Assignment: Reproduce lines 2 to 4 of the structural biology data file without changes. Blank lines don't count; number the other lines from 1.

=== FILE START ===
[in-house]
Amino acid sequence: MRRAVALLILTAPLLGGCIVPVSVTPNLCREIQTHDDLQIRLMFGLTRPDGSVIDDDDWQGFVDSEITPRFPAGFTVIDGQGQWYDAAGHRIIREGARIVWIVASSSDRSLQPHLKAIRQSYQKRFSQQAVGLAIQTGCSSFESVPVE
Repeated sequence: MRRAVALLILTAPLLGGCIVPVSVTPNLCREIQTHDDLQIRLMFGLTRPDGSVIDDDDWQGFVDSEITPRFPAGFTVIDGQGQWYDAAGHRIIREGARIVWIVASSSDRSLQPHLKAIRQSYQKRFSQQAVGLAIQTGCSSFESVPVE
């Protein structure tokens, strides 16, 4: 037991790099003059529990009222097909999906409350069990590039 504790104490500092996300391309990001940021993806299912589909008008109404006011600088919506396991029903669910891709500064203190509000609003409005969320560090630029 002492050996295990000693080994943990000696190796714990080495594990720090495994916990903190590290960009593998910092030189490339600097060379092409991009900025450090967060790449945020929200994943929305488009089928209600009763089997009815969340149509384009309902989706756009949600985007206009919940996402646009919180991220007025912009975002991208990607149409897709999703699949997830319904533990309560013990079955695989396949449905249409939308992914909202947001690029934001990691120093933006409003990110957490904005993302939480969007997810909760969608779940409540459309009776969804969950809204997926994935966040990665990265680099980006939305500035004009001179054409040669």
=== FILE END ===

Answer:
Amino acid sequence: MRRAVALLILTAPLLGGCIVPVSVTPNLCREIQTHDDLQIRLMFGLTRPDGSVIDDDDWQGFVDSEITPRFPAGFTVIDGQGQWYDAAGHRIIREGARIVWIVASSSDRSLQPHLKAIRQSYQKRFSQQAVGLAIQTGCSSFESVPVE
Repeated sequence: MRRAVALLILTAPLLGGCIVPVSVTPNLCREIQTHDDLQIRLMFGLTRPDGSVIDDDDWQGFVDSEITPRFPAGFTVIDGQGQWYDAAGHRIIREGARIVWIVASSSDRSLQPHLKAIRQSYQKRFSQQAVGLAIQTGCSSFESVPVE
């Protein structure tokens, strides 16, 4: 037991790099003059529990009222097909999906409350069990590039 504790104490500092996300391309990001940021993806299912589909008008109404006011600088919506396991029903669910891709500064203190509000609003409005969320560090630029 002492050996295990000693080994943990000696190796714990080495594990720090495994916990903190590290960009593998910092030189490339600097060379092409991009900025450090967060790449945020929200994943929305488009089928209600009763089997009815969340149509384009309902989706756009949600985007206009919940996402646009919180991220007025912009975002991208990607149409897709999703699949997830319904533990309560013990079955695989396949449905249409939308992914909202947001690029934001990691120093933006409003990110957490904005993302939480969007997810909760969608779940409540459309009776969804969950809204997926994935966040990665990265680099980006939305500035004009001179054409040669």